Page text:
Apple and other companies sought to misdirect the ITC, Qualcomm said

Apple and other companies sought to misdirect the ITC, Qualcomm said
The legal tear between Apple and Qualcomm is still swinging in full, as Qualcomm files official reply documents, in an attempt to defend itself against Apple and other companies’ allegations that the chipmaker seeks to manipulate competition. Last week, a handful of companies that are part of the Computer & Communications Industry Association expressed their support for Cupertino, submitting concerns about Qualcomm’s prior request to the ITC to ban iPhone imports into the US. Companies, in the likes of Facebook, Samsung, Google and Intel jumped in on the legal saga, leading us to believe that we still might be a long way before we see a resolution.

Apple and Qualcomm locked horns in the court earlier this year, after Apple stopped paying the chipmaker licensing fees, and subsequently withheld more than $1 billion in due payments. The issue stemmed from the fact that Qualcomm allegedly charged higher fees on some of its patented tech, which Apple said unjustly enriched the chipmaker for tech it had not contributed to. Qualcomm then filed a motion that sought to ban imports, showcasing and sales of iPhones in the US, which was not welcomed by tech players in the industry, who lashed back at Qualcomm’s alleged attempt to manipulate the chips market.

Qualcomm’s recent submission addresses the comments made last week by the Computer & Communications Industry Association, saying that the companies in the Association engaged in a “coordinated effort aimed at misdirecting” the ITC in its decision. Qualcomm has also said that the iPhone ban would not harm consumer interests, exert manipulative influence on the market or on Intel’s ability to sell chips in the US, contending that Apple is free to choose what LTE modem provider to buy silicon from. In this sense, Qualcomm also commented that the dispute did not concern Intel’s chips, but its own right to prevent infringement by competitors of its patented tech.

Qualcomm submits that the request to ban imports is provoked by patent-infringing devices that make use of "technologies relating to the design, structure, and operation of products with envelope tracking technology, voltage shifter circuitry, flashless boot, power management circuitry, enhanced carrier aggregation, and graphics processing units." The chipmaker has insisted that its move is nothing but an attempt to enforce patent laws and would not have the impact on consumer interest or fair competition that opponents have said it would.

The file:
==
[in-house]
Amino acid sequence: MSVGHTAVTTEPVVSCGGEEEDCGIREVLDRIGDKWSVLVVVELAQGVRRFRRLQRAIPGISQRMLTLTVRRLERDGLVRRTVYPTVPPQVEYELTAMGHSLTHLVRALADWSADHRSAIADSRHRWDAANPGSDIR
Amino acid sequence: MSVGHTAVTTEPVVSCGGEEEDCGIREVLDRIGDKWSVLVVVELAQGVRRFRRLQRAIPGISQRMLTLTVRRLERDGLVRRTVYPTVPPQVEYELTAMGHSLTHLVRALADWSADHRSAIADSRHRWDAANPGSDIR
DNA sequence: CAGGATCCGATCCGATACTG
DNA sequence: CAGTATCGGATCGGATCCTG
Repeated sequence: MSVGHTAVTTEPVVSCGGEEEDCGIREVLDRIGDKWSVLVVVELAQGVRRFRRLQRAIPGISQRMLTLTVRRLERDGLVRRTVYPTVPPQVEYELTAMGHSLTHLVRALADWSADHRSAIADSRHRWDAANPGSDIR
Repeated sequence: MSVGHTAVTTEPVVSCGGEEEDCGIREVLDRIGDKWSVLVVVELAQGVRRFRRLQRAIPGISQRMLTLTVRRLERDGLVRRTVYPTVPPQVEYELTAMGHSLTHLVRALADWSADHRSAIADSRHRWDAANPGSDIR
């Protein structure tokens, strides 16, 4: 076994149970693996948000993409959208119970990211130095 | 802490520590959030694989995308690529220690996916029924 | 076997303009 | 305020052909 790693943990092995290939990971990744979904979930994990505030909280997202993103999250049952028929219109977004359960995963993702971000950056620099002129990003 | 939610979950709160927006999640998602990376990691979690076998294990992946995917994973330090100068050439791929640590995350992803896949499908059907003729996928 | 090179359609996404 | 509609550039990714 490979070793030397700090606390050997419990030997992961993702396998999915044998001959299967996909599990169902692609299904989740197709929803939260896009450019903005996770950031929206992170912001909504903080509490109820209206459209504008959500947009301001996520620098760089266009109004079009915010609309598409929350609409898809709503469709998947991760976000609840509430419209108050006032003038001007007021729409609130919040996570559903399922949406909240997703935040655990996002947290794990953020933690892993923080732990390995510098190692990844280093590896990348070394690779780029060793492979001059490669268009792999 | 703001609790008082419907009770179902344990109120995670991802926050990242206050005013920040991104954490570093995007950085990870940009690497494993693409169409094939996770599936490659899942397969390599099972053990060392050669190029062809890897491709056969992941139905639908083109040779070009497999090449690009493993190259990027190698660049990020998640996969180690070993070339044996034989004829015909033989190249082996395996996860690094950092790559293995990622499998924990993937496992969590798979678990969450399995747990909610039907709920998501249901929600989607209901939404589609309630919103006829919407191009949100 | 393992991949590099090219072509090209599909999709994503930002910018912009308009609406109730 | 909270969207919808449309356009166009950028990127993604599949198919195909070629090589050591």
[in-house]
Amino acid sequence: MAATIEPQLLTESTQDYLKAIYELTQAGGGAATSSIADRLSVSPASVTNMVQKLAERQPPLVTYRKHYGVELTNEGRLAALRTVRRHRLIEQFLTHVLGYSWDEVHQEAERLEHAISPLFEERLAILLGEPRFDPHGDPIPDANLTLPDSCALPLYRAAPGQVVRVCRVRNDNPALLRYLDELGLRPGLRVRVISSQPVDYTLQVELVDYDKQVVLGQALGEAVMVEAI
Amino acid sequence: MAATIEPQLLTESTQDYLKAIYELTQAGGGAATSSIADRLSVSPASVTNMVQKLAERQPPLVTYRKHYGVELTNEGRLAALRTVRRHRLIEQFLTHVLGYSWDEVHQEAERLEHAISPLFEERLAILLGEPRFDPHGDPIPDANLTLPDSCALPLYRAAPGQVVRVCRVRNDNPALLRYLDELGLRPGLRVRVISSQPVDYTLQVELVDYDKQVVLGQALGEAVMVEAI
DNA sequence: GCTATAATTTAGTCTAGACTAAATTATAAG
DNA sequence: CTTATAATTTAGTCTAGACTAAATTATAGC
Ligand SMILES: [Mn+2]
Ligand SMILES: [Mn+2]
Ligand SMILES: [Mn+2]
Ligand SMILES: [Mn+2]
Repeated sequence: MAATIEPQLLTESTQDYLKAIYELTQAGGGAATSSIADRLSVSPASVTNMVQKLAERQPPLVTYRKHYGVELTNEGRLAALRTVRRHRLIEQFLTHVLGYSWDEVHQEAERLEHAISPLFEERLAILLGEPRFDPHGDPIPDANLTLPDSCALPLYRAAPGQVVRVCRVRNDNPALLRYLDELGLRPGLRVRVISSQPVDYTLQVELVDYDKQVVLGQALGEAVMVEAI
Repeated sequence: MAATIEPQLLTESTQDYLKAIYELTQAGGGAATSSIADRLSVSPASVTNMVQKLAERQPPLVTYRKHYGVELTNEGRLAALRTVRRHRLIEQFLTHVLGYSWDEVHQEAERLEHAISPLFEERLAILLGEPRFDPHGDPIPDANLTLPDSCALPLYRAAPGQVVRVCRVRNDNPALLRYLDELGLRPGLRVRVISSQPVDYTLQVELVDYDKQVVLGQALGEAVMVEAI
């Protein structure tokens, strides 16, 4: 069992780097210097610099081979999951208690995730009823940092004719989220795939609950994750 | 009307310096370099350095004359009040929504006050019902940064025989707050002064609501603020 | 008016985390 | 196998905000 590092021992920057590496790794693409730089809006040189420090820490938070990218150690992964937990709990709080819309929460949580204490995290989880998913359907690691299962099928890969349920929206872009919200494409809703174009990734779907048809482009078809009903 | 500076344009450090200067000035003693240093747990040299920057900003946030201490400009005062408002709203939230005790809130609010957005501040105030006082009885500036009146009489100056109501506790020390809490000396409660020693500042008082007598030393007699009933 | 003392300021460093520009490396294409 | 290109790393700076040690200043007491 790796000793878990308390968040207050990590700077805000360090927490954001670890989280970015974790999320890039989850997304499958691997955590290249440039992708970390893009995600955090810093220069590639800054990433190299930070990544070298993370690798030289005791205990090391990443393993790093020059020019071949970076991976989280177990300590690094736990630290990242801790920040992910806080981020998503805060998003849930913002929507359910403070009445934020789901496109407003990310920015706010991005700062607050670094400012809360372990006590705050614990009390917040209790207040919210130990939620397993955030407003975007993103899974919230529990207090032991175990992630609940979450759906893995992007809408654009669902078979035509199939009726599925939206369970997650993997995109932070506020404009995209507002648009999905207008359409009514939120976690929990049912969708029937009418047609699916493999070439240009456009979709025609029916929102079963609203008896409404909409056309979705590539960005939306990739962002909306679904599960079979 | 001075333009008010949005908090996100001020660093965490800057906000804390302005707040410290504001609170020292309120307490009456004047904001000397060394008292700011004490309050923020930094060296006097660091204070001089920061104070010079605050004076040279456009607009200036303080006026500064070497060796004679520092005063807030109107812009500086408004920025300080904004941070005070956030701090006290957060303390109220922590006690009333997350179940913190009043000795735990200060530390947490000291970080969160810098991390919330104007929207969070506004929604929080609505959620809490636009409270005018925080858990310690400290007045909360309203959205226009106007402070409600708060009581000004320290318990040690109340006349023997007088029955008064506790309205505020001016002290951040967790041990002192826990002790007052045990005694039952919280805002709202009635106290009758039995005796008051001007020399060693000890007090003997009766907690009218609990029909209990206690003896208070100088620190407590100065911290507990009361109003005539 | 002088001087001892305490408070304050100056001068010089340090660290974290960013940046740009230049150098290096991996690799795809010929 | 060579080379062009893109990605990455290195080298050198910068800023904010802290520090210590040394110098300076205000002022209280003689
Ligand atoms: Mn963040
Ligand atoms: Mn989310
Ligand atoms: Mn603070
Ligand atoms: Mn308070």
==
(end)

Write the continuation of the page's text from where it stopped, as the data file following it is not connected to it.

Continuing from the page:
Last week, Qualcomm’s CEO made a comment that he would expect an out-of-court settlement of the legal dispute, which caused a few of us to ponder whether the parties might soon reach an off-the-record agreement. However, Qualcomm’s latest filing seems to be just another straw to an already snowballing drama that now seems to gather only more momentum and pull more parties into the proceedings.

Source: via CNET



1. TechieXP1969

Posts: 14967; Member since: Sep 25, 2013

When you have the option to buy tech from someone else, and you choose another and you signed a contract, you must fulfill your end. PAY UP!!! I'm with Qualcomm on this one. If Apple is refusing to pay for QC tech in their devices, then they should be banded. If Apple who si a greedy company, trying to claim Qualcomm was greedy, then Apple could have chosen to buy the parts elsewhere. Apple chose Qualcomm. You don;t agree to the terms of your agreement and then try to sue later saying we are paying to much. You agreed to pay to begin with and no court is goign to overturn the agreement, unless it has illegal things inside.

2. 47AlphaTango

Posts: 734; Member since: Sep 27, 2015

Why only apple? Facebook, Samsung, Google and Intel are also suing qualcomm.

5. Finalflash

Posts: 4063; Member since: Jul 23, 2013

No they're not, that is how the Apple pro media is trying to spin this BS to sell the narrative to gullible iFans. The lobbying group known as CCIA are advocating in favor of Apple because two of their clients, Samsung and Intel are direct competitors with QC. The CCIA lobby for certain tech companies and based on who is paying and how much, will take a side on an issue. Just because Google, Amazon, etc. have used this company to lobby before does not mean they "support" Apple in any way. To make things clear, the only ones suing QC are Apple and its weaker partners in China that can be strong armed into this by Apple. The bigger companies like Samsung and Intel aren't directly involved in this and are just adding their two cents for personal gain. Google, Facebook, Amazon, etc. couldn't care less.

3. Ninetysix

Posts: 2965; Member since: Oct 08, 2012

Apple/Facebook/Samsung/Google/Intel vs Qualcomm/TechieXP Should be good.

4. tedkord

Posts: 17397; Member since: Jun 17, 2009

How dare Qualcomm seek an import ban. What do they think have, a 90 degree quadrilateral with orbicular ridge?

6. PhoneCritic

Posts: 1354; Member since: Oct 05, 2011

Lol,I see what you did there.

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